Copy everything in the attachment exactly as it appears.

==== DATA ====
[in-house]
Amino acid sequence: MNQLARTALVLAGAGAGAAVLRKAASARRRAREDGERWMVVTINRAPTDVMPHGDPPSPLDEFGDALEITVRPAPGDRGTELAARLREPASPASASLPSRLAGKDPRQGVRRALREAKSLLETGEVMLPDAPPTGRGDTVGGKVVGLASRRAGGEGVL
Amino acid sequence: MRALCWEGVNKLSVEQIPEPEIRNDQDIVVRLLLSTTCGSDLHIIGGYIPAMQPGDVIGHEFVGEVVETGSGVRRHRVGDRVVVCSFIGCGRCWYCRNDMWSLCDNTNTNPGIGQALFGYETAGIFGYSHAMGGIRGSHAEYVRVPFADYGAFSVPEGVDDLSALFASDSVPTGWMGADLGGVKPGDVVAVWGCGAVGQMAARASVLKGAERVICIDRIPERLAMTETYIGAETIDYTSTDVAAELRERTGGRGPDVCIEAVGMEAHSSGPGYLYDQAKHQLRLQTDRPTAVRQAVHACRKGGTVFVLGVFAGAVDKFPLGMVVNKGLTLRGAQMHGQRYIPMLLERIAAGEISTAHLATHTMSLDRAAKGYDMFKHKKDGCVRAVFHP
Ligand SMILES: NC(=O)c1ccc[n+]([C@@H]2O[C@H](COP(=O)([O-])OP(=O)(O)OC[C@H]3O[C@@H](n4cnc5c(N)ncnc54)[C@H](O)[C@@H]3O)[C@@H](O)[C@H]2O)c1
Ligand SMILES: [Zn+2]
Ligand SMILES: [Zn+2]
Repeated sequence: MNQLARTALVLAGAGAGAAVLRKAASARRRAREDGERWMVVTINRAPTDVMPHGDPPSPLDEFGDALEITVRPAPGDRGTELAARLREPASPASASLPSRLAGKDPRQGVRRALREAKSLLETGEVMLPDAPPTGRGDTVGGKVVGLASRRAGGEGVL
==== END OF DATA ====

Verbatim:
[in-house]
Amino acid sequence: MNQLARTALVLAGAGAGAAVLRKAASARRRAREDGERWMVVTINRAPTDVMPHGDPPSPLDEFGDALEITVRPAPGDRGTELAARLREPASPASASLPSRLAGKDPRQGVRRALREAKSLLETGEVMLPDAPPTGRGDTVGGKVVGLASRRAGGEGVL
Amino acid sequence: MRALCWEGVNKLSVEQIPEPEIRNDQDIVVRLLLSTTCGSDLHIIGGYIPAMQPGDVIGHEFVGEVVETGSGVRRHRVGDRVVVCSFIGCGRCWYCRNDMWSLCDNTNTNPGIGQALFGYETAGIFGYSHAMGGIRGSHAEYVRVPFADYGAFSVPEGVDDLSALFASDSVPTGWMGADLGGVKPGDVVAVWGCGAVGQMAARASVLKGAERVICIDRIPERLAMTETYIGAETIDYTSTDVAAELRERTGGRGPDVCIEAVGMEAHSSGPGYLYDQAKHQLRLQTDRPTAVRQAVHACRKGGTVFVLGVFAGAVDKFPLGMVVNKGLTLRGAQMHGQRYIPMLLERIAAGEISTAHLATHTMSLDRAAKGYDMFKHKKDGCVRAVFHP
Ligand SMILES: NC(=O)c1ccc[n+]([C@@H]2O[C@H](COP(=O)([O-])OP(=O)(O)OC[C@H]3O[C@@H](n4cnc5c(N)ncnc54)[C@H](O)[C@@H]3O)[C@@H](O)[C@H]2O)c1
Ligand SMILES: [Zn+2]
Ligand SMILES: [Zn+2]
Repeated sequence: MNQLARTALVLAGAGAGAAVLRKAASARRRAREDGERWMVVTINRAPTDVMPHGDPPSPLDEFGDALEITVRPAPGDRGTELAARLREPASPASASLPSRLAGKDPRQGVRRALREAKSLLETGEVMLPDAPPTGRGDTVGGKVVGLASRRAGGEGVL